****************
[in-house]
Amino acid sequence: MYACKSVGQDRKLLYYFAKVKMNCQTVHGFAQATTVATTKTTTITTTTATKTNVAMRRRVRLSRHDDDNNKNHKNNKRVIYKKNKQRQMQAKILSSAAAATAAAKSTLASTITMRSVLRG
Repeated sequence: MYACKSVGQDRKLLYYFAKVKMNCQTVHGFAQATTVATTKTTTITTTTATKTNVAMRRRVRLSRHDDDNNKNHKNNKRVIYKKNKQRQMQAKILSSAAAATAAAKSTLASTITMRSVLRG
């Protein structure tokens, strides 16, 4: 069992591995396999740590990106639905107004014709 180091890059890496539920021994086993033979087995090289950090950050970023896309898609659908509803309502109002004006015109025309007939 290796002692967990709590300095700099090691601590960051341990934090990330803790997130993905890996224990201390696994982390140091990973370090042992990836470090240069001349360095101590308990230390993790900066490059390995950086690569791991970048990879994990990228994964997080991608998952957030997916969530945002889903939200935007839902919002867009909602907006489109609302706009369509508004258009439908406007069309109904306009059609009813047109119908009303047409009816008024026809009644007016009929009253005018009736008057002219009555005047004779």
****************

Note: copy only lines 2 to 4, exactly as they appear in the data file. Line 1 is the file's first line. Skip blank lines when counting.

Amino acid sequence: MYACKSVGQDRKLLYYFAKVKMNCQTVHGFAQATTVATTKTTTITTTTATKTNVAMRRRVRLSRHDDDNNKNHKNNKRVIYKKNKQRQMQAKILSSAAAATAAAKSTLASTITMRSVLRG
Repeated sequence: MYACKSVGQDRKLLYYFAKVKMNCQTVHGFAQATTVATTKTTTITTTTATKTNVAMRRRVRLSRHDDDNNKNHKNNKRVIYKKNKQRQMQAKILSSAAAATAAAKSTLASTITMRSVLRG
């Protein structure tokens, strides 16, 4: 069992591995396999740590990106639905107004014709 180091890059890496539920021994086993033979087995090289950090950050970023896309898609659908509803309502109002004006015109025309007939 290796002692967990709590300095700099090691601590960051341990934090990330803790997130993905890996224990201390696994982390140091990973370090042992990836470090240069001349360095101590308990230390993790900066490059390995950086690569791991970048990879994990990228994964997080991608998952957030997916969530945002889903939200935007839902919002867009909602907006489109609302706009369509508004258009439908406007069309109904306009059609009813047109119908009303047409009816008024026809009644007016009929009253005018009736008057002219009555005047004779």